Friday, December 25, 2015



I tend to be a skipper. Somewhere midway through or so, I start paging forward, skimming large chunks of a book, then slow down to preview a part I’m not up to yet, then go back to where I left off and read forward. Or I page back and reread, when I think I missed the full impact. I read some passages deeply, noting style and texture, but read other passages for plot. Sometimes I skip words and sentences altogether, to cut to the chase.

But I read every word of all 686 pages of this epic novel. Why? The language. It doesn’t hurt that the story’s good—based on the assassination attempt on Bob Marley in 1976, and the political and gang intrigue in Jamaica surrounding and following it. Told from the points of view of a dozen or so characters, what got me and kept me was James’ ear for dialect--Jamaican, American, British, Latin-American, upper crust, street… and how he uses it to reveal the interior lives of his characters.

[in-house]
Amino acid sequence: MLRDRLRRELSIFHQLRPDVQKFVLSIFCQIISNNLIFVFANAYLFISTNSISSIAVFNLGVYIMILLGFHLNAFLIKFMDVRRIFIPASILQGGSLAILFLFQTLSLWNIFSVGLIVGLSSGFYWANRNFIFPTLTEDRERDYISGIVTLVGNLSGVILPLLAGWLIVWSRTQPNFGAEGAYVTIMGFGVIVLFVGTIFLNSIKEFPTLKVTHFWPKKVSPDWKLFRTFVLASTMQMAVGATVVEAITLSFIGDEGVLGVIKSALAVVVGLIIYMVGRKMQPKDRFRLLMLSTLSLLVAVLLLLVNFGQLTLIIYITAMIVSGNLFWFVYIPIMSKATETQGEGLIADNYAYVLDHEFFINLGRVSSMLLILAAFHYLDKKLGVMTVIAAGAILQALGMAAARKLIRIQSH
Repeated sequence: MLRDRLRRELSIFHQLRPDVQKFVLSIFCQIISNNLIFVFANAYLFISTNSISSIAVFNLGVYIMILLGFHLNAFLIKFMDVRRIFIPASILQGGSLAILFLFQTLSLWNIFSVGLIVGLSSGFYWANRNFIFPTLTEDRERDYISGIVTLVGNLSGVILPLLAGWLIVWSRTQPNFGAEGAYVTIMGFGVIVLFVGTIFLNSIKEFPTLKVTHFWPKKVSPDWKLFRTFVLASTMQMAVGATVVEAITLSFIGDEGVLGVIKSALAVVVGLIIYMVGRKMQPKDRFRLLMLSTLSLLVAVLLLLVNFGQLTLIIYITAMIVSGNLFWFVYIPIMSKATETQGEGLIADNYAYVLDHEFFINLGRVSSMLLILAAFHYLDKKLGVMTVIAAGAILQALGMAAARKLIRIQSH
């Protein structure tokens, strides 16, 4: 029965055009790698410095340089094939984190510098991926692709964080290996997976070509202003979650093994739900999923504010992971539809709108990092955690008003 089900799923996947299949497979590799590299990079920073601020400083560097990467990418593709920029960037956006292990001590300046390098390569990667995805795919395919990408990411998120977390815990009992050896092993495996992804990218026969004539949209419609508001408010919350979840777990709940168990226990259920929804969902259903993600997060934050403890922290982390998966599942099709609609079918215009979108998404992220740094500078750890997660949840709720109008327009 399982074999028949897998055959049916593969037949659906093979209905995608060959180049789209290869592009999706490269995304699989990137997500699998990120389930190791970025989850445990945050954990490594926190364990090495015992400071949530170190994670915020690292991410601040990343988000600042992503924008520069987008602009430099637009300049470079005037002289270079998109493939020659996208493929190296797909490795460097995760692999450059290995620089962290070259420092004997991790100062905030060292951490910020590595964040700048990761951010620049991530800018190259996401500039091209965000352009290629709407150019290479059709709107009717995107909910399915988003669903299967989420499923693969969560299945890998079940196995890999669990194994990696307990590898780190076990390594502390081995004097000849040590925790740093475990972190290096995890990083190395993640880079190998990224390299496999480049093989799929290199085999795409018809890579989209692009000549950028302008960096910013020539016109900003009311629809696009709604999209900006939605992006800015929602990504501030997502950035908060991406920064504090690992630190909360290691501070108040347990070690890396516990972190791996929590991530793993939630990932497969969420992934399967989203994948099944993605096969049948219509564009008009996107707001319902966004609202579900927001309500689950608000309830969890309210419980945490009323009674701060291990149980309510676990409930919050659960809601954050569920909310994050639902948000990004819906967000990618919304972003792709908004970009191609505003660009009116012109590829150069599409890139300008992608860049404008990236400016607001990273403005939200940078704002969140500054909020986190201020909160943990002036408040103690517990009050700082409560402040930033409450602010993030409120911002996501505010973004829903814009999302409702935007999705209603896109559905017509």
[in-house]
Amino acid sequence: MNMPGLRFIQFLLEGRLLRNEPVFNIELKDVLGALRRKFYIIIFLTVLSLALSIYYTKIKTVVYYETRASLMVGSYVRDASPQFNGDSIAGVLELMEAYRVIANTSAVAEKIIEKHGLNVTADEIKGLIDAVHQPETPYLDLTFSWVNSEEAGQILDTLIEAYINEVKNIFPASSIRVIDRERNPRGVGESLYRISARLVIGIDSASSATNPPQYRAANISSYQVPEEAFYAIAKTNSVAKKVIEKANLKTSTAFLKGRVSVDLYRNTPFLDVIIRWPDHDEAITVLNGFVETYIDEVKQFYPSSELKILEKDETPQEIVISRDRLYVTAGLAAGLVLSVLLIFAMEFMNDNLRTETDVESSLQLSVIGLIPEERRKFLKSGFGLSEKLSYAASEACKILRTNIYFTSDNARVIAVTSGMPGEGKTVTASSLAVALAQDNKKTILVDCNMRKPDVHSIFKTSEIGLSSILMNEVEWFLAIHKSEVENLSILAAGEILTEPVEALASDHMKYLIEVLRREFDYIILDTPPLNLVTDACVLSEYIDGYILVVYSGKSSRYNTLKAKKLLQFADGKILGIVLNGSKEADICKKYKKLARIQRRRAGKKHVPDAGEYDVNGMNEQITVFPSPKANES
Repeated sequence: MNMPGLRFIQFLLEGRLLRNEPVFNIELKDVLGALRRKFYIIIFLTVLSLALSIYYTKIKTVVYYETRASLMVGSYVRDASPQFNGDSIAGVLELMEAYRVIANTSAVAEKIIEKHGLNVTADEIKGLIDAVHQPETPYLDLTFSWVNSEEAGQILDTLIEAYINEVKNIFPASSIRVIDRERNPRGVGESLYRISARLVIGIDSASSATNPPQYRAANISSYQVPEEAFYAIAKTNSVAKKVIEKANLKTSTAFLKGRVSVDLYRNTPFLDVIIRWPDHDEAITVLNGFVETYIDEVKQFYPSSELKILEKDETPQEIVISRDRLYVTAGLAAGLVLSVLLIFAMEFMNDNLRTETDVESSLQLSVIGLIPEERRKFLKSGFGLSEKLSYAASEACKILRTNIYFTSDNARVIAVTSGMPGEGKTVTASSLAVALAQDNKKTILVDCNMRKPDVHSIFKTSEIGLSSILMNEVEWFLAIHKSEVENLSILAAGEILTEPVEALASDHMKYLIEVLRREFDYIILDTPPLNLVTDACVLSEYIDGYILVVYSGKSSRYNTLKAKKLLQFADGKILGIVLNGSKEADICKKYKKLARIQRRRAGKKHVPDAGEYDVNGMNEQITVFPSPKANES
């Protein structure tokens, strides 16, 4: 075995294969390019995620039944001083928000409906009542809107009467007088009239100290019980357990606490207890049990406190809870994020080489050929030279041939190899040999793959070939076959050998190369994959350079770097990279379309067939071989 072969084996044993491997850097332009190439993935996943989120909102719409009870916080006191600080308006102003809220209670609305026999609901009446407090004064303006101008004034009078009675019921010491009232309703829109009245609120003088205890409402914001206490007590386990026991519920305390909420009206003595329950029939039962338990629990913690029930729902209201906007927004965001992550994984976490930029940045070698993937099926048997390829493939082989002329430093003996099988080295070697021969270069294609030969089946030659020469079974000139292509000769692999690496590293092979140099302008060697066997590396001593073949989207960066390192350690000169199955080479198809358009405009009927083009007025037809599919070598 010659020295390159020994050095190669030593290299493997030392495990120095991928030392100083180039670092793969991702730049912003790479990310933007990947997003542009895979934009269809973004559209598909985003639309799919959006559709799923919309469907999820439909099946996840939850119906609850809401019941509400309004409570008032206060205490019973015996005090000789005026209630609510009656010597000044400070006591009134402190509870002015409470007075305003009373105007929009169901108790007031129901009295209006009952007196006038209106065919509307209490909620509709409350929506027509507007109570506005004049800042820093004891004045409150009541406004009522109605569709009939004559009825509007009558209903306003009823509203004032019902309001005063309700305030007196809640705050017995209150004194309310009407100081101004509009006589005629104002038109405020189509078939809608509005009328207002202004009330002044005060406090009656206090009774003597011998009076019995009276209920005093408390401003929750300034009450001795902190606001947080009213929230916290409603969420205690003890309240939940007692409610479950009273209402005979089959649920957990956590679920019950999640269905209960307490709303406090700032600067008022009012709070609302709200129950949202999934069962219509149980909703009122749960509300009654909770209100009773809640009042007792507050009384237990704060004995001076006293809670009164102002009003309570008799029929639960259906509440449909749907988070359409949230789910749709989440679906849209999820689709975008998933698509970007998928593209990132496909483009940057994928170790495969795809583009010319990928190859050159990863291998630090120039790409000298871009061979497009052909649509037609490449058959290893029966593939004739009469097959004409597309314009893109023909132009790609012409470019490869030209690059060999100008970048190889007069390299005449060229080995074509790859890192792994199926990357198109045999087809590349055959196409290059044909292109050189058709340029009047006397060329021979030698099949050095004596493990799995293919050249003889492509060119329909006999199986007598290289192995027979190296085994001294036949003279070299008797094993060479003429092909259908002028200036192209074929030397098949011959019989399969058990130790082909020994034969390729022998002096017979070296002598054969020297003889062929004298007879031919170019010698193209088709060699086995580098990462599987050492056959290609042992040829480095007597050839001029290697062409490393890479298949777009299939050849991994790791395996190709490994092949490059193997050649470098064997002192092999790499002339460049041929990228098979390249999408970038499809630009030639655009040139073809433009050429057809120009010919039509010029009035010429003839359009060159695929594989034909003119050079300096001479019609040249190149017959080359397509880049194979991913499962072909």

It’s a fantastic read. But be warned—it’s violent, and though one of the most compelling characters is female, the overall tenor is so male that three-quarters of the way through, I went out and bought four books by women writers to stack up by my bed like talismans (or taliswomans).

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